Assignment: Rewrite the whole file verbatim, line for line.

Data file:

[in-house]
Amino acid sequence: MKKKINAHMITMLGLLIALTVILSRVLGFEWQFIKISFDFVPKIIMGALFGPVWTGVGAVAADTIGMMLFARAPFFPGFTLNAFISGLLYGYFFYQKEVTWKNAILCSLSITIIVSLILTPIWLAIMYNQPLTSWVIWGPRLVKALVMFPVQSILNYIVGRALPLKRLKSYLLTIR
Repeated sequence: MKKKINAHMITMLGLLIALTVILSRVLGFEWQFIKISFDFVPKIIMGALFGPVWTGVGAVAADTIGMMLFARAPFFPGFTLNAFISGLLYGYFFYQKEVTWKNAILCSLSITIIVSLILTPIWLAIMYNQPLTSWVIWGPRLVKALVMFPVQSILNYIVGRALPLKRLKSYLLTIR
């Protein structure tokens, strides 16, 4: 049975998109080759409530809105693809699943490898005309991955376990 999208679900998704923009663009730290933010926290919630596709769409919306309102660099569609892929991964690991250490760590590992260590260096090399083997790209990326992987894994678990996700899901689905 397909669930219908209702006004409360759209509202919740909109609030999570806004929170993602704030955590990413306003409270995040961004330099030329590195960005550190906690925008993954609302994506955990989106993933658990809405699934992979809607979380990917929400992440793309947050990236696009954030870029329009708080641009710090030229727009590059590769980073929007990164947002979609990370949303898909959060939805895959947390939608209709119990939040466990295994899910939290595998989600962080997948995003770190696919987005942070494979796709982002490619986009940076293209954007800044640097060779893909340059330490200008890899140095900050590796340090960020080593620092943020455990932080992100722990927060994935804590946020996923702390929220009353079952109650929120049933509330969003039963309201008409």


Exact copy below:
[in-house]
Amino acid sequence: MKKKINAHMITMLGLLIALTVILSRVLGFEWQFIKISFDFVPKIIMGALFGPVWTGVGAVAADTIGMMLFARAPFFPGFTLNAFISGLLYGYFFYQKEVTWKNAILCSLSITIIVSLILTPIWLAIMYNQPLTSWVIWGPRLVKALVMFPVQSILNYIVGRALPLKRLKSYLLTIR
Repeated sequence: MKKKINAHMITMLGLLIALTVILSRVLGFEWQFIKISFDFVPKIIMGALFGPVWTGVGAVAADTIGMMLFARAPFFPGFTLNAFISGLLYGYFFYQKEVTWKNAILCSLSITIIVSLILTPIWLAIMYNQPLTSWVIWGPRLVKALVMFPVQSILNYIVGRALPLKRLKSYLLTIR
């Protein structure tokens, strides 16, 4: 049975998109080759409530809105693809699943490898005309991955376990 999208679900998704923009663009730290933010926290919630596709769409919306309102660099569609892929991964690991250490760590590992260590260096090399083997790209990326992987894994678990996700899901689905 397909669930219908209702006004409360759209509202919740909109609030999570806004929170993602704030955590990413306003409270995040961004330099030329590195960005550190906690925008993954609302994506955990989106993933658990809405699934992979809607979380990917929400992440793309947050990236696009954030870029329009708080641009710090030229727009590059590769980073929007990164947002979609990370949303898909959060939805895959947390939608209709119990939040466990295994899910939290595998989600962080997948995003770190696919987005942070494979796709982002490619986009940076293209954007800044640097060779893909340059330490200008890899140095900050590796340090960020080593620092943020455990932080992100722990927060994935804590946020996923702390929220009353079952109650929120049933509330969003039963309201008409």